Thanks, Terry! I’ll be sure to check out your blog. And thanks for giving T.O.T. a read, I’m going to do my best to fill these pages with all sorts of things in the coming months (including a substantial helping of “home stuff”), so stop back often!

  8. Sheri March 22, 2011 at 1:42 pm #

    Thank you for sharing, as a parent of triplets I have always encouraged the bond as your best friends but also encouraged individuality, seperate classes, different soccer teams etc. But I do have to say that I like telling people they are triplets because I feel so honored to have been given the gift of having them. Not many people to get the privalege of having tripets!!!

    • Jeremy March 22, 2011 at 6:38 pm #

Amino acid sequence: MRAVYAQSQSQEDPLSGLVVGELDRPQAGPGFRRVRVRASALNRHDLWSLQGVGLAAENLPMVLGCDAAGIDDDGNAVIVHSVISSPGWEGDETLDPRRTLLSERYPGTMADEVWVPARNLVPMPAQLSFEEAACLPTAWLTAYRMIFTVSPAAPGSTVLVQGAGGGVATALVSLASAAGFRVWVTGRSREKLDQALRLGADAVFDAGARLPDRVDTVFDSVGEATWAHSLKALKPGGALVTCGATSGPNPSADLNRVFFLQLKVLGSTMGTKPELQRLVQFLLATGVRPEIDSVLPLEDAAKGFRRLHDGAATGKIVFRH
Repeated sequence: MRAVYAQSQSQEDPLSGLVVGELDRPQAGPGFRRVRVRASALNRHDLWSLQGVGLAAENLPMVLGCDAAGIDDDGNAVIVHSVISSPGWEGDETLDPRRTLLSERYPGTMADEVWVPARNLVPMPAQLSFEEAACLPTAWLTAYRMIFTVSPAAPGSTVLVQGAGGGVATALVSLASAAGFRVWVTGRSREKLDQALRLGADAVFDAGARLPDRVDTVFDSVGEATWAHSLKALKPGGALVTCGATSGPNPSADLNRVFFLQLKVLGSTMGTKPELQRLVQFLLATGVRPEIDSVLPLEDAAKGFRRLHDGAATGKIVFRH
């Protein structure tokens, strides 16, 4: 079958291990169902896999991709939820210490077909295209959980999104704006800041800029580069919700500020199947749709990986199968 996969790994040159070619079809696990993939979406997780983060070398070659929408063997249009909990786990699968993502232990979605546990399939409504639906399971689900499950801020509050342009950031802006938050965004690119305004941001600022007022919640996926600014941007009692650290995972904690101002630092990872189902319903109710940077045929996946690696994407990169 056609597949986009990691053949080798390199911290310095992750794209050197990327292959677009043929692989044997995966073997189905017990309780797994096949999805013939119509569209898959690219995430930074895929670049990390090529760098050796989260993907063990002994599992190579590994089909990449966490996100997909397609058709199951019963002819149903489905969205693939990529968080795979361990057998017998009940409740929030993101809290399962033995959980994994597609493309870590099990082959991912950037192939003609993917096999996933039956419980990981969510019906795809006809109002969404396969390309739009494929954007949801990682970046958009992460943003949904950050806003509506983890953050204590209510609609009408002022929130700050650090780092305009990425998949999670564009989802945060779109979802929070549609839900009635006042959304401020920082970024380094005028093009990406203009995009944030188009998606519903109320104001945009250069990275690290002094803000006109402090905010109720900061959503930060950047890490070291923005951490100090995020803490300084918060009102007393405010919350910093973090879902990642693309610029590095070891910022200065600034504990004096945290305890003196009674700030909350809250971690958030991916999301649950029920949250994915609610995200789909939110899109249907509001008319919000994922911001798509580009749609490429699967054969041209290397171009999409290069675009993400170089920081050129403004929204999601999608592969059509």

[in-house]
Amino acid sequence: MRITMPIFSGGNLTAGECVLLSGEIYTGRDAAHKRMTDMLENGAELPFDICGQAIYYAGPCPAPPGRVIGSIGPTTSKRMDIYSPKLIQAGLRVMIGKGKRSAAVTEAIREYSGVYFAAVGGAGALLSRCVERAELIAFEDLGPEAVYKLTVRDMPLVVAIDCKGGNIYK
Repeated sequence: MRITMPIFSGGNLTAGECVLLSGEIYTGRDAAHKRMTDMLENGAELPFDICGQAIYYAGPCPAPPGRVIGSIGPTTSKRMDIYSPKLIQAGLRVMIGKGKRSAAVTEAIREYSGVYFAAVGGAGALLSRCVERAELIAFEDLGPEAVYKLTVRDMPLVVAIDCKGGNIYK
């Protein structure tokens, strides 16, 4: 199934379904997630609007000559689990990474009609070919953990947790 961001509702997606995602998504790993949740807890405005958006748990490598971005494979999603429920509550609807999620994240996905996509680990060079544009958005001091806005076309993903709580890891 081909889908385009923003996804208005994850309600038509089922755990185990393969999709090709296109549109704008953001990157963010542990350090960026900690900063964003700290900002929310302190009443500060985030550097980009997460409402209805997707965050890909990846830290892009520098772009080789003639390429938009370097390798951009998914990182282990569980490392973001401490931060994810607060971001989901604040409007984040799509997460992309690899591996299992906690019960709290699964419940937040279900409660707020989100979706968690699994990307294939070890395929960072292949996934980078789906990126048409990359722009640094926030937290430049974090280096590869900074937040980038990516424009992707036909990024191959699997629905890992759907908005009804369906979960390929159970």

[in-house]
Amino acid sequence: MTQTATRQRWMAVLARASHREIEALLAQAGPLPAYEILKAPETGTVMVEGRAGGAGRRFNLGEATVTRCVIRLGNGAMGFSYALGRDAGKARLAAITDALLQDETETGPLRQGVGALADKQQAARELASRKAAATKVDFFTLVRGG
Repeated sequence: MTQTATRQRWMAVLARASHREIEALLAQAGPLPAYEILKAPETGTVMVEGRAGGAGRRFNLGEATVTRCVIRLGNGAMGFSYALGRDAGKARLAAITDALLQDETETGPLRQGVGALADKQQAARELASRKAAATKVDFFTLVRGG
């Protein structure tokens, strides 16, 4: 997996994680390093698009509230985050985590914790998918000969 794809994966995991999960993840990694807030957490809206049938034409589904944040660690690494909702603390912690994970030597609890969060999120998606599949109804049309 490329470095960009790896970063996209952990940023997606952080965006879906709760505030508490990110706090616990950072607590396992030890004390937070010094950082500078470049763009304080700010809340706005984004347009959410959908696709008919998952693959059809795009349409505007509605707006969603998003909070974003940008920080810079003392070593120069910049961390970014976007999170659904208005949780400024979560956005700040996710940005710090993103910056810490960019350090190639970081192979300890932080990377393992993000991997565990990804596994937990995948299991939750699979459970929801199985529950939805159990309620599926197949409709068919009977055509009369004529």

Believe me, it helps a lot to hear a parent of triplets describing the experience as a “privilege”. 🙂

  9. Erin March 22, 2011 at 3:14 pm #

    Great questions and intriguing responses.

    • Jeremy March 22, 2011 at 6:45 pm #

      Thanks for reading, Er.

  10. Bob W. March 24, 2011 at 10:28 am #

    Great post Jeremy. I learned a lot from it. I am excited and happy for the both of you. Never having had the opportunity to father any offspring of my own, I can understand your fears and apprehensions and ,unfortunately, can offer little if no advice on the subject matter but I do know one thing. I know what good parents are and I know you and Carey will be good parents. Of all the millions of people in the world, these three perfect souls chose you two to be the portal through which they reveal themselves to the world. How great is that?

    • Jeremy March 24, 2011 at 3:39 pm #

      Thanks, Bob. I hope you’re right. And, make no mistake, I’ll remind them of it at the end of their first “I never asked to be born!” tantrum.